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Southern, Northern, and Western Transfers
Here we will cover in greater detail the topic of Southern transfers that were mentioned and briefly described. At the same time, since the concepts are almost the same, we will also mention the so-called Northern and Western transfers. Southern transfers once were a necessary step in chromosome mapping, but their use has been superseded by techniques based on the polymerase chain reaction. To review, DNA fragments can be separated according to size by electro-phoresis through gels, denatured, transferred to a nylon or paper mem-brane and immobilized. Then the membrane can be immersed in a
Figure 10.5 Southern transfer methodology. After electrophoretic separationaccording to size, the fragments are denatured and electrophoretically trans-ferred to a membrane before hybridization with radioactive probe.
Figure 10.6 Detection of an RFLP by Southern transfer in which the radioac-tive probe was fragment S. The chromosome A generates band A and the chromosome B which lacks the first EcoRI cleavage site on the right generates band B. A heterozygous individual shows both bands in a Southern transfer probed with the segment S.
buffer containing a labeled oligonucleotide or DNA fragment and incu-bated under conditions permitting hybridization between complemen-tary nucleic acid sequences (Fig. 10.5). The labeled fragment will therefore hybridize to its complementary sequence. The portion of the membrane carrying the fragment will then become radioactively la-beled, and can be detected by autoradiography. This part of the process is analogous to plaque and colony screening described in the previous chapter. This simple technique, named a Southern transfer for Southern who first devised it, can be used in the analysis of chromosome structure.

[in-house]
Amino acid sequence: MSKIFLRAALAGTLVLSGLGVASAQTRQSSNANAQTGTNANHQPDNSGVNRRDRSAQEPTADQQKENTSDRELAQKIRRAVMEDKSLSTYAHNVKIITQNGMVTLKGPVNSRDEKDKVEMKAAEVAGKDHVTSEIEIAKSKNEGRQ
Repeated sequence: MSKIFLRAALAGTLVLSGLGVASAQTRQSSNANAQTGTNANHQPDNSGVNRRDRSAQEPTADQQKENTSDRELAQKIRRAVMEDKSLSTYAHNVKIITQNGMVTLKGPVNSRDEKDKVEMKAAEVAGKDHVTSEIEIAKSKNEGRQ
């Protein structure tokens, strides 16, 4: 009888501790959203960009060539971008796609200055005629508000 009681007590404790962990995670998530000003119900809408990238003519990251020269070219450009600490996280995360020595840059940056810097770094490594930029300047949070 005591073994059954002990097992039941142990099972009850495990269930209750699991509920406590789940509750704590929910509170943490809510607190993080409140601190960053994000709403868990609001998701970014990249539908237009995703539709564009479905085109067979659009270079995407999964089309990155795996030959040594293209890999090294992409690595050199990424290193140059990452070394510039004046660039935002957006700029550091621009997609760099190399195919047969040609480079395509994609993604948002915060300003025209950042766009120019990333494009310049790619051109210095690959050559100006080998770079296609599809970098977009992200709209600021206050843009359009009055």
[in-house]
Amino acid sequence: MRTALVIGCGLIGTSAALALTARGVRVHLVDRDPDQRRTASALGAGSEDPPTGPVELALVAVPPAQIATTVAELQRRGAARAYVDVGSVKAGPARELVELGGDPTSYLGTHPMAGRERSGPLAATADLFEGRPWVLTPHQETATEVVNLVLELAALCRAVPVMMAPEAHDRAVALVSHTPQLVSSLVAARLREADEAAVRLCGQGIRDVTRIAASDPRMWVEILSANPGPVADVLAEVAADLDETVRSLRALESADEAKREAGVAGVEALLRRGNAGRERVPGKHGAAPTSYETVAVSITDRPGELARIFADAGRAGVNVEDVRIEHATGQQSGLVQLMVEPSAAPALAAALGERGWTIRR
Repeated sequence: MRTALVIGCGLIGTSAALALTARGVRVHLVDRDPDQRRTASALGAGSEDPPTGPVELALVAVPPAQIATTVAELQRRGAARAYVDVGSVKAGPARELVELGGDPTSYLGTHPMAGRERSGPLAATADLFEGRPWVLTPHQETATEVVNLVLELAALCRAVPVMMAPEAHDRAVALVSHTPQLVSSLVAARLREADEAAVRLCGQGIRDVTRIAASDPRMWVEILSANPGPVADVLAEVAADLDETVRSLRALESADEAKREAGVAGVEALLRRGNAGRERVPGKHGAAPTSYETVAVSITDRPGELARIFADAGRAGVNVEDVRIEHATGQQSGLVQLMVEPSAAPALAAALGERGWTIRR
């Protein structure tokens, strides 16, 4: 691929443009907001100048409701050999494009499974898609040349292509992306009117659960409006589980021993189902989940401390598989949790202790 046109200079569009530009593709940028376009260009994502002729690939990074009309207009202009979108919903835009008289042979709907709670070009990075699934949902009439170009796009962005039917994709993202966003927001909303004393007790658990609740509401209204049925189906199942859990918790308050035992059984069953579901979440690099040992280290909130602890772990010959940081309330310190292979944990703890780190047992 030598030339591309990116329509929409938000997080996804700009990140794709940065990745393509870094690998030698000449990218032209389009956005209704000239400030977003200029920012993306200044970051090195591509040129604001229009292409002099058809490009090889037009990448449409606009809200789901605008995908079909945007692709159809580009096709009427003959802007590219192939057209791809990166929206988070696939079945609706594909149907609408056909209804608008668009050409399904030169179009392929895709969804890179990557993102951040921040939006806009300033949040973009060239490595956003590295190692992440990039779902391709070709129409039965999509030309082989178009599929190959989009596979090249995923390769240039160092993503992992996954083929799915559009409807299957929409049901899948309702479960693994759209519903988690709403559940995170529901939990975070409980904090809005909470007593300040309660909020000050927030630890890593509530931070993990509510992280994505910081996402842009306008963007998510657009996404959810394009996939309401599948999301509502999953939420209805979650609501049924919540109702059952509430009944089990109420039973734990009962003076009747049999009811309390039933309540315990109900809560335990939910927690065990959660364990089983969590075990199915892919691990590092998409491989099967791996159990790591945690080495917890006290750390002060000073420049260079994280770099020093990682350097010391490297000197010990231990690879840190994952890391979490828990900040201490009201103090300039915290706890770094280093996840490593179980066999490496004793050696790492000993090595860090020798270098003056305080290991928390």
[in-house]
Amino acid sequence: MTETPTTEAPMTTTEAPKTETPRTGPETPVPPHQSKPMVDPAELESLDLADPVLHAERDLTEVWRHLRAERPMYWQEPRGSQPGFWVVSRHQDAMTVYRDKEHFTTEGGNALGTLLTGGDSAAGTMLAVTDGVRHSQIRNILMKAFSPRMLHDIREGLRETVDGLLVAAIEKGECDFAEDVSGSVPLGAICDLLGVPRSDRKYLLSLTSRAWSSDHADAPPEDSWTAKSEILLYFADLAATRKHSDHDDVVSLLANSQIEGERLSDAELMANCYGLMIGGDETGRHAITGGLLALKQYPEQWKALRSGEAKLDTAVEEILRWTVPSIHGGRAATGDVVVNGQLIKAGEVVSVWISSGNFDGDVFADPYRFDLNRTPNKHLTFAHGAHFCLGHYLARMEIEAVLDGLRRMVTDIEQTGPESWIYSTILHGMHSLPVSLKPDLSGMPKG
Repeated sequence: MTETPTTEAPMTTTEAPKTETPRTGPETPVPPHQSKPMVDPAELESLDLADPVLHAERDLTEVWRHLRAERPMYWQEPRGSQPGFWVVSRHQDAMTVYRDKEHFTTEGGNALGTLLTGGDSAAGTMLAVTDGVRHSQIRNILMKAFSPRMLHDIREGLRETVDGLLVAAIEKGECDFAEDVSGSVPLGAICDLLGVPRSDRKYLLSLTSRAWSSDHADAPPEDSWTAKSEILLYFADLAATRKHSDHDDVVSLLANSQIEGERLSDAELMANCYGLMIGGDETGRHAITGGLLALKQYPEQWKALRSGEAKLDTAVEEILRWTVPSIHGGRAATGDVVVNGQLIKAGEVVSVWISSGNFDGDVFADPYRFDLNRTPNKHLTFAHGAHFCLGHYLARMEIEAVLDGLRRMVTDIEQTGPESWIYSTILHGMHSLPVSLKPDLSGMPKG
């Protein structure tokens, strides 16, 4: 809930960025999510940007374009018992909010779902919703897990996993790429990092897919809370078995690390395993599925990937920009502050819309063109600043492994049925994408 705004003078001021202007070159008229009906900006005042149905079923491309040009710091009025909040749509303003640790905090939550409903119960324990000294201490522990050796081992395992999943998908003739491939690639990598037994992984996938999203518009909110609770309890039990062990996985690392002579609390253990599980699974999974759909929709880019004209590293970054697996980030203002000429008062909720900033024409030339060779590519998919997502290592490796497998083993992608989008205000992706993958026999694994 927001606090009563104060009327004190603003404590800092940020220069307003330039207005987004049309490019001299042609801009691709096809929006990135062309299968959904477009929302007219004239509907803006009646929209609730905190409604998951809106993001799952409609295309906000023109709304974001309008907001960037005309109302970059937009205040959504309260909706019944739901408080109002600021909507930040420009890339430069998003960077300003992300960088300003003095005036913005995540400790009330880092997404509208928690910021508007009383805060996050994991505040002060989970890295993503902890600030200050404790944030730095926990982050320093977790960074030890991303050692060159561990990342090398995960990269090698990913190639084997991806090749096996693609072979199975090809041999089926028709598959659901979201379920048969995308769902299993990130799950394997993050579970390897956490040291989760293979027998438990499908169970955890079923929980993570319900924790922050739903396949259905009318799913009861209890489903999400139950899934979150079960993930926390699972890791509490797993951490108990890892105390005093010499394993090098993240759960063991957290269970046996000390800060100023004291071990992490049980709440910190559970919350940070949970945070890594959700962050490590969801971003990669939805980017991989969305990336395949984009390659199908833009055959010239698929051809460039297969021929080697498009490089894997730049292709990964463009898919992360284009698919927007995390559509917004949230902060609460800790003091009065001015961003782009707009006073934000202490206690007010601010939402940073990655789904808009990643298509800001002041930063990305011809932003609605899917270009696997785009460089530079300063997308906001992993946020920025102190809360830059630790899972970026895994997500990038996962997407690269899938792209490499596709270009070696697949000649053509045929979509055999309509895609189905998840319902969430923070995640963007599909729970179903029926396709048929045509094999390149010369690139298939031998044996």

Consider the problem of learning whether the two nearest EcoRI cleavage sites on either side of a segment of DNA are at the same location in two nearly homologous chromosomes. If they are not, the situation is described as a restriction fragment length polymorphism, RFLP, and the nucleotide differences producing this polymorphism can be used as a genetic marker. If the restriction fragment containing the sequence is the same size from both chromosomes, then the nearest EcoRI cleavage sites are likely to be in the same locations. To search for RFLPs, a DNA sample containing the two chromosomes is cut with a restriction en-zyme, separated by electrophoresis, and “probed” with a radioactively labeled segment of the region (Fig. 10.6). A difference in the sizes of corresponding fragments indicates the presence of an RFLP.
Northern transfers are the converse of Southern transfers in that it is RNA rather than DNA that is separated by electrophoresis, trans-ferred, and immobilized on membrane to preserve the original pattern.
Membrane with immobilized RNA can then be used in hybridization, just like paper with immobilized DNA.
What kinds of questions can be answered with immobilized RNA? One concerns the in vivo state of various RNAs. Transient precursors of a mature RNA molecule can easily be detected because they will be larger than the mature RNA and will be separated during electrophore-sis. This permits tracking the maturation process of an RNA molecule. Not only can the changing sizes of the maturing species be monitored, but fates of specific regions that are removed can also be followed by probing with appropriate sequences.
Transfer-like technology can also be used to purify specific RNAs or DNAs. Either single-stranded RNA or single-stranded DNA can be bound to the paper. Then either RNA or DNA fragments complementary to the immobilized RNA or DNA can be isolated from a mixture by hybridization followed by elution. As an application, messenger RNA eluted from such immobilized DNA can be translated in vitro to provide a definitive identification of a candidate clone for a specific gene.
Western transfers involve proteins, not nucleic acids. The principle is the same as for Northern and Southern transfers. A pattern of proteins that have been separated by electrophoresis is transferred to paper or a membrane and then specific proteins are visualized. Some DNA- or RNA-binding proteins can easily be detected after transfer. These proteins partially renature despite being stuck to the paper. Then the paper with the immobilized proteins is incubated with the radioactive nucleic acid which binds to the immobilized protein. After washing the paper to remove unbound radioactive nucleic acid, autoradiography of the paper reveals the location of the immobilized protein. More often, the position of a specific protein is revealed by antibody probing as described in the previous section.
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